Summer begins tomorrow.
What? You thought it was summer already? Nope. You just got fooled by the balmy weather. While it may have looked like summer and felt like summer, those recent ninety degree days were merely spring’s last hot breaths—the season’s final sweaty gasps.
Today is still spring, and so’s most of tomorrow.
Spring officially gives way to summer amid the fleeting moment of the passing solstice—an astronomical event marking the sun’s highest, northernmost point as it, arcs across our sky. This occurs tomorrow evening, June 20th, at 6:34 p.m.
You summer aficionados still have a couple of days to wait.
“I love summer!” my wife exclaimed the other morning.
We were having breakfast on the cottage’s deck, enjoying the tranquility. The Stillwater flowed sedately along a few yards from where sat, a shimmering green-gold ribbon. Across the channel, the tops of the towering sycamores were lit by the rising sun.
June’s soft air was sweet, fragrant with incense from a nearby patch of red bergamot already being busily worked by a trio of ruby-throat hummingbirds. Squirrels and nuthatches were taking turns securing their own first meals at the seed feeders hanging in the nearby box-elder.
I grunted. It was, I admitted, idyllic — especially the warm sun which felt wonderfully therapeutic on muscles made sore by my recently renewed efforts to make meaningful progress on several remodeling projects..
“Summer is my favorite season,” my wife reaffirmed. “The longest, hottest days of the year!”
I took a judicious sip of coffee and gave her announcement a moment to settle. “Well, about summer … you’re only half right.”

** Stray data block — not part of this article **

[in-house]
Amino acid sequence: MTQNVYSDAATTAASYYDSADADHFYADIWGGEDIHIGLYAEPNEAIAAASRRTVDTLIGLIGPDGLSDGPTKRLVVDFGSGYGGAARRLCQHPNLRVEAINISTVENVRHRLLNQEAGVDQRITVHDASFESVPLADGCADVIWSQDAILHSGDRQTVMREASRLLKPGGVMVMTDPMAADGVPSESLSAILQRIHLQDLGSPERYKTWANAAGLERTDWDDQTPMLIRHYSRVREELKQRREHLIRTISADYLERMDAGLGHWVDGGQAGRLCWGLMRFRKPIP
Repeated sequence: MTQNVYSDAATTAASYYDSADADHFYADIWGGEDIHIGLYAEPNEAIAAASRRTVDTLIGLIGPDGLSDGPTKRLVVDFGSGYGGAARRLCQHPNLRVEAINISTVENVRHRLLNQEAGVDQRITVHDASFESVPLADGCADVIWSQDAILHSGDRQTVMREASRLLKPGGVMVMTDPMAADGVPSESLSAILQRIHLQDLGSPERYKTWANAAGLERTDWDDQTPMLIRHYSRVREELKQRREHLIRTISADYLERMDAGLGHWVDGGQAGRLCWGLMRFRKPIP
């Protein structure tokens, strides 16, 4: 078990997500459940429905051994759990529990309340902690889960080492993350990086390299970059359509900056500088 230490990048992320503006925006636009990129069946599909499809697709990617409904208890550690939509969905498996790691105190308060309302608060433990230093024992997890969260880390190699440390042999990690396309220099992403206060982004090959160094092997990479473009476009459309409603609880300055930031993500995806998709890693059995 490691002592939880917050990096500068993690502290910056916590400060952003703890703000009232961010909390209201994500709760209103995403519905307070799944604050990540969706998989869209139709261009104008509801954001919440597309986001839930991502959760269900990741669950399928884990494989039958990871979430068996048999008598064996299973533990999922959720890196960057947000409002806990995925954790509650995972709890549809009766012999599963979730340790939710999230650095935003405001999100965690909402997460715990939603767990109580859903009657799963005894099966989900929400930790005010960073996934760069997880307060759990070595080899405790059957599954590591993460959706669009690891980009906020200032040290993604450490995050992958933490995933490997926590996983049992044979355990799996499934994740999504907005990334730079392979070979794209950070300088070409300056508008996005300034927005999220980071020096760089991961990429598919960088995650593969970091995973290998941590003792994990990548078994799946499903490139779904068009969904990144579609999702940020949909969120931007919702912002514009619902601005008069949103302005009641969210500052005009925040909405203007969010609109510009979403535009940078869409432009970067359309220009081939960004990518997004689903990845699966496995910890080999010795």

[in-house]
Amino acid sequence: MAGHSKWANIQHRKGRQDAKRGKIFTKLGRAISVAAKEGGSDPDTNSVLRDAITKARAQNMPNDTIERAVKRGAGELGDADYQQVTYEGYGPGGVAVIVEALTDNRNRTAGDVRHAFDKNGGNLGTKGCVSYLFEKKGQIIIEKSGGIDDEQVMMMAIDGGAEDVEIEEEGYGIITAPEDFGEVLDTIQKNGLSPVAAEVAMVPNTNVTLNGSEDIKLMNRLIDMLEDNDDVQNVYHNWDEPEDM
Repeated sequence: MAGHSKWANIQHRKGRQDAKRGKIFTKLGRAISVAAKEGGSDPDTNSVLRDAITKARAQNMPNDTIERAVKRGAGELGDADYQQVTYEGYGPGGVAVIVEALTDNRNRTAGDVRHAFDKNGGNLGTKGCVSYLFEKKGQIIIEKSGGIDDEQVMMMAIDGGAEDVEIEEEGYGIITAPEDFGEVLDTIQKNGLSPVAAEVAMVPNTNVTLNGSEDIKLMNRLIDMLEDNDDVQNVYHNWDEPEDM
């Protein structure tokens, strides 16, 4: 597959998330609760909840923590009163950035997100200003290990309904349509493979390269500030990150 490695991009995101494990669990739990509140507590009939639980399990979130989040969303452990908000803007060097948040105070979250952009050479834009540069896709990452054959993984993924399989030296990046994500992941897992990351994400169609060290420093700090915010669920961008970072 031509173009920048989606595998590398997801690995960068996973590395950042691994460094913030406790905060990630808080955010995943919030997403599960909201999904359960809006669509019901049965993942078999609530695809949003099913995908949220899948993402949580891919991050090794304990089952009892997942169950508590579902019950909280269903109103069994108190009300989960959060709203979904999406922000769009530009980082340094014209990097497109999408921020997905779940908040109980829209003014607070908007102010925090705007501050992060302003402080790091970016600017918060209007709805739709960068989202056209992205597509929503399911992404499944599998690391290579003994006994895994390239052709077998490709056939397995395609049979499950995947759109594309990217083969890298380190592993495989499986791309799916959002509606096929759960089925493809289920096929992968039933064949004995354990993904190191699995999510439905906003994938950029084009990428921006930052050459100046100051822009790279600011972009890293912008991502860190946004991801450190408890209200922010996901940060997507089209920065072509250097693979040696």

In retrospect, I believe several factors are to blame for this less-than-tactful assessment.
First, I was still sleepy — doubtless dull of brain and lulled by the early hour. Secondly, I’d consumed no more than half my first cup of coffee, so caffeine insufficiency played a part. And finally, I know Myladylove’s temperament and should have anticipated her reaction to such a pronouncement, however well-intentioned; I simply messed up.
“Oh?” she said, getting an impressive amount of menace into that single syllable as she affixed me with a withering glare. The surrounding ambient temperature instantly dropped twenty degrees.
“Uhh-h,” I began, backpedalling for all I was worth. “What I, uh, meant was…uh, that summer’s days aren’t the longest.”
“Oh?” she said again, her tone marginally dialed back on menace, though still pinning me with that baleful stare.
I backpedalled more.
“True, the upcoming solstice — the day summer starts — is the longest day of the year,” I said. “But while the weather will keep getting hotter and hotter, the days will begin growing shorter. Not much at first — just a few minutes by the end of the month. But by almost an hour come the end of July, and when August ends, we’ll have lost over two hours of sunlight per day.”
At that point my wife let me off the hook. She relaxed, looked around a bit, took a sip of her tea. “So you’re telling me while it will keep getting nicer, I’ll have increasingly less time to enjoy the heat?”
“Uh, yeah,” I said, “that’s pretty much the deal.”
I tried my best to sound as commiseratively apologetic as possible, because I know how much she delights in hot weather. While I can only take summer’s heat and sun in small doses, being a true daughter of the South, at heart she’s an incorrigible beach bunny — the sunnier and hotter the better.
Myladylove shook her head. “That’s so unfair.”
“Think of summer’s arrival as the top of a hill,” I countered. “We’ve been climbing up the slope all spring—in fact we started heading up last December, the moment the winter solstice passed. It took us six months to get here … and now we’re at the top. The equinox signals summer’s beginning.”
“But when we crest the hill,” my wife clarified, “we then start down. Right?”
“Well, yeah,” I admitted. “But only in length of available daylight. Just a tiny amount per day. The sun keeps building the heat.”
“But the countdown back to winter starts Monday,” she said. “Now I’m depressed.”
“Sorry,” I said.
“Well,” Myladylove replied, “you can maybe make it up a little bit by taking me out for breakfast.”
Yup. I’m pretty sure I got off cheap.
Jim McGuire, a nature columnist, resides in Englewood, and can be reached at firstname.lastname@example.org
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